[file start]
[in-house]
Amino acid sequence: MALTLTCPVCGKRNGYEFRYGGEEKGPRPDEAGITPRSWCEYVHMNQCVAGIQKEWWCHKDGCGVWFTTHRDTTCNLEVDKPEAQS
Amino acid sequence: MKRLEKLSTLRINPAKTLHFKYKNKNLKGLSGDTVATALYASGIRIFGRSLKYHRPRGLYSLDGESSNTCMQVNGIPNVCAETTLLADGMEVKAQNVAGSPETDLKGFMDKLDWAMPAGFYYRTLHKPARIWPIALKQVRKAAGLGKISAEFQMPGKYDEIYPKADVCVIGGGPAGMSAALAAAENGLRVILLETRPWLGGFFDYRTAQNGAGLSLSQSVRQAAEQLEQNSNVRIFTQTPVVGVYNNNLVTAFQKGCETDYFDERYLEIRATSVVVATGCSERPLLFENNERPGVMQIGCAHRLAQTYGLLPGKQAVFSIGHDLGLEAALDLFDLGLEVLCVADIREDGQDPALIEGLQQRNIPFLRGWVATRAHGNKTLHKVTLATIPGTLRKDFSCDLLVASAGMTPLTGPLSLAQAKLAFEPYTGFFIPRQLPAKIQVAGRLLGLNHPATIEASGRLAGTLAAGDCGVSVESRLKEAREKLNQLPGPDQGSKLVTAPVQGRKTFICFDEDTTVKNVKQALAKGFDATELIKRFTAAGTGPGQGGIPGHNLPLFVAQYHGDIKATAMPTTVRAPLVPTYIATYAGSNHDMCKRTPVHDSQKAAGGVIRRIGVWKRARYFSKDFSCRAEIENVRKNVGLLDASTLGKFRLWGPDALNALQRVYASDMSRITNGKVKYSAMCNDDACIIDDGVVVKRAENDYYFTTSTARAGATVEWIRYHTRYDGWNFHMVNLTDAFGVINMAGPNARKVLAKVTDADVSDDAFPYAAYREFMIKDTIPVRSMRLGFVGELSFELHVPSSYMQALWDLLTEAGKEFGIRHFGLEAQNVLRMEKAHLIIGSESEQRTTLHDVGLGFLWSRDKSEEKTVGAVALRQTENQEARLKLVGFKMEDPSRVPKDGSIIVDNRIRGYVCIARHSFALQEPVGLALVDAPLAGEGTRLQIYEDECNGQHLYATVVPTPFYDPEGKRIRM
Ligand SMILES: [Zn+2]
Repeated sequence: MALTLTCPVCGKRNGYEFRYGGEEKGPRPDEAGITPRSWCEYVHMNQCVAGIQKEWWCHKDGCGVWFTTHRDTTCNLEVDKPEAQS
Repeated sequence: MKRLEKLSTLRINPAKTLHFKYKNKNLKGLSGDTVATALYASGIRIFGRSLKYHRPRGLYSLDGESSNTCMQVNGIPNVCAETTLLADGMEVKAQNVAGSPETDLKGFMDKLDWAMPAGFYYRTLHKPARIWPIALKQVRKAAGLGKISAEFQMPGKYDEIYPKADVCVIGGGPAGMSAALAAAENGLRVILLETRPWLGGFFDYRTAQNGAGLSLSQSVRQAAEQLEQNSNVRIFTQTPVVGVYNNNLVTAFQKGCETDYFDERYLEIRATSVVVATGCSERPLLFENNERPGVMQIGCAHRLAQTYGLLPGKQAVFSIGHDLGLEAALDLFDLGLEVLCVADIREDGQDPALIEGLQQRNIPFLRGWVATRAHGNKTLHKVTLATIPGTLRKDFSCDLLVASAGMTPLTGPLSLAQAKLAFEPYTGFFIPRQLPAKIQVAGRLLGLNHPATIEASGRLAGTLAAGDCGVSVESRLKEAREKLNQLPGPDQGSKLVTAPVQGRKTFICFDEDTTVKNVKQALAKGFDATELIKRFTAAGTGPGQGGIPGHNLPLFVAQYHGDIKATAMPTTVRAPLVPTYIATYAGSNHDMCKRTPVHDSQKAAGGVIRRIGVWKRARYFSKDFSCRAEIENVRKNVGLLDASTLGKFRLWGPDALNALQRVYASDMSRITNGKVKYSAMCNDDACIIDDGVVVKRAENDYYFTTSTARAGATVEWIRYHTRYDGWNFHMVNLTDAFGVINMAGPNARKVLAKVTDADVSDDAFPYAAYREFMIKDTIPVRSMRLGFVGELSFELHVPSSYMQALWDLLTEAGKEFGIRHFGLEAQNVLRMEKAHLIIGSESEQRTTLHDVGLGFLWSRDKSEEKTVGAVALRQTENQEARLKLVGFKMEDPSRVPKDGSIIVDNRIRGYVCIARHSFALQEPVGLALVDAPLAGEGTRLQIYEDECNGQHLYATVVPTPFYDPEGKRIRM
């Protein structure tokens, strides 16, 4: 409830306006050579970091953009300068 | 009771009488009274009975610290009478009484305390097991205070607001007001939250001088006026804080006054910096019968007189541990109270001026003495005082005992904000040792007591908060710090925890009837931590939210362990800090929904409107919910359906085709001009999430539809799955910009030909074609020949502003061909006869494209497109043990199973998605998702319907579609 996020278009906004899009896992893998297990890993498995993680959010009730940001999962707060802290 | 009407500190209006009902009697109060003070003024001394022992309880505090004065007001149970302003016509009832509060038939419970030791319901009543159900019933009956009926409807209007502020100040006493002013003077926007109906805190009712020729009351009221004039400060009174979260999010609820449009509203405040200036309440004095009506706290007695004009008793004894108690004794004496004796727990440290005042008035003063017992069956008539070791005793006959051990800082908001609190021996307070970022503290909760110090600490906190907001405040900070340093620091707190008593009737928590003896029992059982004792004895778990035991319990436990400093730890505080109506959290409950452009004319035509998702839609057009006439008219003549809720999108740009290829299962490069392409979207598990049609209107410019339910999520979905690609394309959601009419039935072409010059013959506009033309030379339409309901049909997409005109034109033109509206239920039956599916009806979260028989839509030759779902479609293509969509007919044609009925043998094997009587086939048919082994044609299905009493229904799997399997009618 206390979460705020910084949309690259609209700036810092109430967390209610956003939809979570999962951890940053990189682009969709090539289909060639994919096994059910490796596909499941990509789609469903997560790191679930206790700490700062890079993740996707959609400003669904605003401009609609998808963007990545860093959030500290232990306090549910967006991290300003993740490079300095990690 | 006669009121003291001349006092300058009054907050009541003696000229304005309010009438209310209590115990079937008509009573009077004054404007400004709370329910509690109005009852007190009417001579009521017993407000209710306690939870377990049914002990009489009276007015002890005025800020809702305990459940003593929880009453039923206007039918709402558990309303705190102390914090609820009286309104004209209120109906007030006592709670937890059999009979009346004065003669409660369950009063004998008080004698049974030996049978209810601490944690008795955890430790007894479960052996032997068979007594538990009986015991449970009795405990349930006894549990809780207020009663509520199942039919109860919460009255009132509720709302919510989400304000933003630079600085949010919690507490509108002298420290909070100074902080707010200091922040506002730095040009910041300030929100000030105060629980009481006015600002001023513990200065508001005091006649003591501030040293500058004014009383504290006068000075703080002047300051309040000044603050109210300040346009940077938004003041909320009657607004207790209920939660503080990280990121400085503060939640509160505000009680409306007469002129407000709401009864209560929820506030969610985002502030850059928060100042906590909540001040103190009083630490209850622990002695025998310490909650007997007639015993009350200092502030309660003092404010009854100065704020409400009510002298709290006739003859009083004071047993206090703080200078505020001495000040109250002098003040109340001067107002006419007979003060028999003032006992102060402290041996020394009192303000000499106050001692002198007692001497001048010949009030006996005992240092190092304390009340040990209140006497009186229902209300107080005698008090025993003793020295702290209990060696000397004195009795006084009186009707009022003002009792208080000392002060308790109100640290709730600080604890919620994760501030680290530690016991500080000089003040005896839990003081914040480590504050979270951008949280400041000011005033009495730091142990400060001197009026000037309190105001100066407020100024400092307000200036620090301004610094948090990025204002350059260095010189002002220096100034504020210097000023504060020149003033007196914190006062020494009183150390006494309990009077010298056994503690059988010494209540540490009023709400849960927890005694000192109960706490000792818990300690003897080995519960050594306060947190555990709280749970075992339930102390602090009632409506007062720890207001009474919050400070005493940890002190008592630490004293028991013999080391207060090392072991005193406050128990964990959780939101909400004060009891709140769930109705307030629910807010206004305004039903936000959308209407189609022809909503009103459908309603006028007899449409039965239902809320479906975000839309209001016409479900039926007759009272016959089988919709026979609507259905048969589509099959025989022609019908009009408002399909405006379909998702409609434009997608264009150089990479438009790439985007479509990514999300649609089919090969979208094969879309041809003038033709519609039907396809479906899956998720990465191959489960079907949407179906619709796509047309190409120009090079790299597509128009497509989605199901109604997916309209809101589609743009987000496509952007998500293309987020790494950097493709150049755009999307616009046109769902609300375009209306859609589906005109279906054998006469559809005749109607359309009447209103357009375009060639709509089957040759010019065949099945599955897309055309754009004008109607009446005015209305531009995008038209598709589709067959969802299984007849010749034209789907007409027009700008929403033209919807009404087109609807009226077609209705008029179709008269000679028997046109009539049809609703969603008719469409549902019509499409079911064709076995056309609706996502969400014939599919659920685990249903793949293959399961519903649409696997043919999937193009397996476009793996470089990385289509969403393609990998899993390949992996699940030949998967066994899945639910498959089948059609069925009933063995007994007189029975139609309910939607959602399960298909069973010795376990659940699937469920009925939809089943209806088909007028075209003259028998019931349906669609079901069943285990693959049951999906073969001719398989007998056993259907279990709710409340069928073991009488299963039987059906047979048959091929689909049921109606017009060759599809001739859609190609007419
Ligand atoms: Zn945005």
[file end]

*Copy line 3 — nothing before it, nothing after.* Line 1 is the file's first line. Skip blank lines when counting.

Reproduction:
Amino acid sequence: MKRLEKLSTLRINPAKTLHFKYKNKNLKGLSGDTVATALYASGIRIFGRSLKYHRPRGLYSLDGESSNTCMQVNGIPNVCAETTLLADGMEVKAQNVAGSPETDLKGFMDKLDWAMPAGFYYRTLHKPARIWPIALKQVRKAAGLGKISAEFQMPGKYDEIYPKADVCVIGGGPAGMSAALAAAENGLRVILLETRPWLGGFFDYRTAQNGAGLSLSQSVRQAAEQLEQNSNVRIFTQTPVVGVYNNNLVTAFQKGCETDYFDERYLEIRATSVVVATGCSERPLLFENNERPGVMQIGCAHRLAQTYGLLPGKQAVFSIGHDLGLEAALDLFDLGLEVLCVADIREDGQDPALIEGLQQRNIPFLRGWVATRAHGNKTLHKVTLATIPGTLRKDFSCDLLVASAGMTPLTGPLSLAQAKLAFEPYTGFFIPRQLPAKIQVAGRLLGLNHPATIEASGRLAGTLAAGDCGVSVESRLKEAREKLNQLPGPDQGSKLVTAPVQGRKTFICFDEDTTVKNVKQALAKGFDATELIKRFTAAGTGPGQGGIPGHNLPLFVAQYHGDIKATAMPTTVRAPLVPTYIATYAGSNHDMCKRTPVHDSQKAAGGVIRRIGVWKRARYFSKDFSCRAEIENVRKNVGLLDASTLGKFRLWGPDALNALQRVYASDMSRITNGKVKYSAMCNDDACIIDDGVVVKRAENDYYFTTSTARAGATVEWIRYHTRYDGWNFHMVNLTDAFGVINMAGPNARKVLAKVTDADVSDDAFPYAAYREFMIKDTIPVRSMRLGFVGELSFELHVPSSYMQALWDLLTEAGKEFGIRHFGLEAQNVLRMEKAHLIIGSESEQRTTLHDVGLGFLWSRDKSEEKTVGAVALRQTENQEARLKLVGFKMEDPSRVPKDGSIIVDNRIRGYVCIARHSFALQEPVGLALVDAPLAGEGTRLQIYEDECNGQHLYATVVPTPFYDPEGKRIRM